Houston County Courier - Local News
Stories Added - March 2009
Copyright 2008 - Polk County Publishing Company
Mentoring Program for Career Training is in Demand for Houston County
Houston County Courier - March 2009
By Sharron Randall
A working lunch Wednesday, Feb. 25, brought educators, hospital districts, chambers of commerce, and citizens together to formulate a plan for developing a mentoring program that will assist individuals in choosing a career path.
Attending the forum was Angelina College President Dr. Larry Phillips; Crockett High School, Principal Mark Giles; Crockett Economic and Industrial Development Corporation, Executive Director Tim Culp; David Bridges, Grapeland Hospital District; Benford Frizzell, president of Houston County Retired Teachers; Jake Caprilian, chairman of CEIDC, Karen Johnson, director of WorkForce Solutions, Alice Armiston, retired educator and grant writer; Linvell Price, Deep East Texas College TechPrep Partnership director, and John Jenkins, retiree and visionary for this project.
Culp provided a "quick history," by stating that the idea for a vocational mentoring program for Houston County was brought forward by Jenkins, first in 1994, which did not materialize; then in 2000 and again in 2005.
He said, "The left hand didn't know what the right hand was doing," a figure of speech that Culp said might explain the failure of Jenkins' idea.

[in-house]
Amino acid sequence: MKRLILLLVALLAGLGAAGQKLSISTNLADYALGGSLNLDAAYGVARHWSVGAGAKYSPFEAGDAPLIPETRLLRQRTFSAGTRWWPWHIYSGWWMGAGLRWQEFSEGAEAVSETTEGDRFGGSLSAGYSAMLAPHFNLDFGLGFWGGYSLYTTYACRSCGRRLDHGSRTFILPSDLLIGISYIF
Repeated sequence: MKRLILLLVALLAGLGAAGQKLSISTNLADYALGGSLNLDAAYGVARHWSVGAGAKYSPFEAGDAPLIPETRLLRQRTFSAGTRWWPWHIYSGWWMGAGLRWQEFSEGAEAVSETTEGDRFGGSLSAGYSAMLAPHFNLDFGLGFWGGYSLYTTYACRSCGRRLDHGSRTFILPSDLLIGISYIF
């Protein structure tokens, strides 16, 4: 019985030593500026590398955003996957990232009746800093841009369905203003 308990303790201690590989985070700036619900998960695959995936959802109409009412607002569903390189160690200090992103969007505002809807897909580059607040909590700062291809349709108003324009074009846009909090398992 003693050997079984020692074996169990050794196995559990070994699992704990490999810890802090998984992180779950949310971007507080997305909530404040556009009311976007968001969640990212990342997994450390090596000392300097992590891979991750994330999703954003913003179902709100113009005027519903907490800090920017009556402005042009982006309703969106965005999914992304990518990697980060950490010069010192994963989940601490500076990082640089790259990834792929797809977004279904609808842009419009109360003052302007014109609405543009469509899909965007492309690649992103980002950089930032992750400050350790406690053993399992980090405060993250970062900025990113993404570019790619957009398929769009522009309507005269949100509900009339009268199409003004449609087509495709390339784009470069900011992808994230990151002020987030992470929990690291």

"Now," Culp said, "We need to pool our resources and work together in a partnership. In other words, all hands on deck!"
The discussion brought out that the time seems to be right for a vocational mentoring program, which will cover several different career areas appropriate to Houston and surrounding counties, that would involve local citizens, including retired teachers, electricians, engineers, plumbers, healthcare workers and in the fields of journalism, paraprofessionals, machinists, criminal justice and general business.
A strong emphasis will be placed on healthcare careers in the field of nursing and nursing home care in the beginning. Angelina College already operates a LVN/RN program, which is housed in East Texas Medical Center-Crockett.
Plans to construct a technical/vocational facility began over two years ago. Without going into a great deal of explanation, Culp said the USDA funds just "faded away" and CEIDC didn't get the funding it needed, but now, funds are available and he should be able to make an announcement within 10 days or so about completion of the Houston County Vocational/Technical and Higher Educational Facility.
Career mentors/specialists would need to go into schools to prepare and direct students, as early as 7th grade, in making career choices, finding out about required education, learning about financial aid and scholarships, and filling out a resume--all of which they will need to know in order to become successful in their selected career.
Several programs were mentioned, specifically "Kuder," a new on-line computer program directed towards high school students in making career choices; there are presently 45 site licenses issued for this program.
At the conclusion of the luncheon, attendees seemed to agree that some type of mentoring program was necessary to prepare the youth of the communities in Houston County in making career choices.
Further study, research, and partnering are in order.